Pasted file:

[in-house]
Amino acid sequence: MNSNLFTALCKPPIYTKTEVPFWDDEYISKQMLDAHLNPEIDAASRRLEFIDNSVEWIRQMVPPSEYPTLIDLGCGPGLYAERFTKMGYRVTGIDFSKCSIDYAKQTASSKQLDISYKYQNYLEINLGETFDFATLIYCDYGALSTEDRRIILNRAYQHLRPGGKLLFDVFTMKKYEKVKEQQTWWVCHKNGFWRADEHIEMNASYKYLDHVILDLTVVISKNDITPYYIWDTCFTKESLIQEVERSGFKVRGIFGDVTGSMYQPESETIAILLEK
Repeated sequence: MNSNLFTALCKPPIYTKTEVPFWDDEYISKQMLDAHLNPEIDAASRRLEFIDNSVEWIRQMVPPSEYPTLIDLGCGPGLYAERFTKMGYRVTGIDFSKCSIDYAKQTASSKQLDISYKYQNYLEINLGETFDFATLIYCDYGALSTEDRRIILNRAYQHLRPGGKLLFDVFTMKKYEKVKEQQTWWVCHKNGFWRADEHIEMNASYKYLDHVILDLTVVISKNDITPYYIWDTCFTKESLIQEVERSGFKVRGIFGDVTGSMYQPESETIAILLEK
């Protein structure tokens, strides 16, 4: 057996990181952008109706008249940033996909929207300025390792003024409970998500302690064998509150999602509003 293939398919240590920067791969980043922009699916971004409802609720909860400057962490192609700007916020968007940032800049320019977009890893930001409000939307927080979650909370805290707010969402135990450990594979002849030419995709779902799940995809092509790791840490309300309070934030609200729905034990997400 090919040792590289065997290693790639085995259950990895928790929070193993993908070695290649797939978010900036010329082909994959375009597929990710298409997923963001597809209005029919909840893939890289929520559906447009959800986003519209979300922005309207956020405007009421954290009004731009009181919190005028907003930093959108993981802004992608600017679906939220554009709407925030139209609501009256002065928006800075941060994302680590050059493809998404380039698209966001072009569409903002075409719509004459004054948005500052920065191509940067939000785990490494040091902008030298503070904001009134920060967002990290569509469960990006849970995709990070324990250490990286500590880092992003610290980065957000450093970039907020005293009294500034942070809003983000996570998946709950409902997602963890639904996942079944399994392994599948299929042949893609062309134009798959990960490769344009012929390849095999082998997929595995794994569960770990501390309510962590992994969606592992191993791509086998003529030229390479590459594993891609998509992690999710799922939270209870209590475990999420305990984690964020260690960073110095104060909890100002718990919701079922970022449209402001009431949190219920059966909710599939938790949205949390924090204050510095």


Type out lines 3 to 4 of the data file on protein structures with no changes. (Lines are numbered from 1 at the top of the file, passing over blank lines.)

Repeated sequence: MNSNLFTALCKPPIYTKTEVPFWDDEYISKQMLDAHLNPEIDAASRRLEFIDNSVEWIRQMVPPSEYPTLIDLGCGPGLYAERFTKMGYRVTGIDFSKCSIDYAKQTASSKQLDISYKYQNYLEINLGETFDFATLIYCDYGALSTEDRRIILNRAYQHLRPGGKLLFDVFTMKKYEKVKEQQTWWVCHKNGFWRADEHIEMNASYKYLDHVILDLTVVISKNDITPYYIWDTCFTKESLIQEVERSGFKVRGIFGDVTGSMYQPESETIAILLEK
């Protein structure tokens, strides 16, 4: 057996990181952008109706008249940033996909929207300025390792003024409970998500302690064998509150999602509003 293939398919240590920067791969980043922009699916971004409802609720909860400057962490192609700007916020968007940032800049320019977009890893930001409000939307927080979650909370805290707010969402135990450990594979002849030419995709779902799940995809092509790791840490309300309070934030609200729905034990997400 090919040792590289065997290693790639085995259950990895928790929070193993993908070695290649797939978010900036010329082909994959375009597929990710298409997923963001597809209005029919909840893939890289929520559906447009959800986003519209979300922005309207956020405007009421954290009004731009009181919190005028907003930093959108993981802004992608600017679906939220554009709407925030139209609501009256002065928006800075941060994302680590050059493809998404380039698209966001072009569409903002075409719509004459004054948005500052920065191509940067939000785990490494040091902008030298503070904001009134920060967002990290569509469960990006849970995709990070324990250490990286500590880092992003610290980065957000450093970039907020005293009294500034942070809003983000996570998946709950409902997602963890639904996942079944399994392994599948299929042949893609062309134009798959990960490769344009012929390849095999082998997929595995794994569960770990501390309510962590992994969606592992191993791509086998003529030229390479590459594993891609998509992690999710799922939270209870209590475990999420305990984690964020260690960073110095104060909890100002718990919701079922970022449209402001009431949190219920059966909710599939938790949205949390924090204050510095």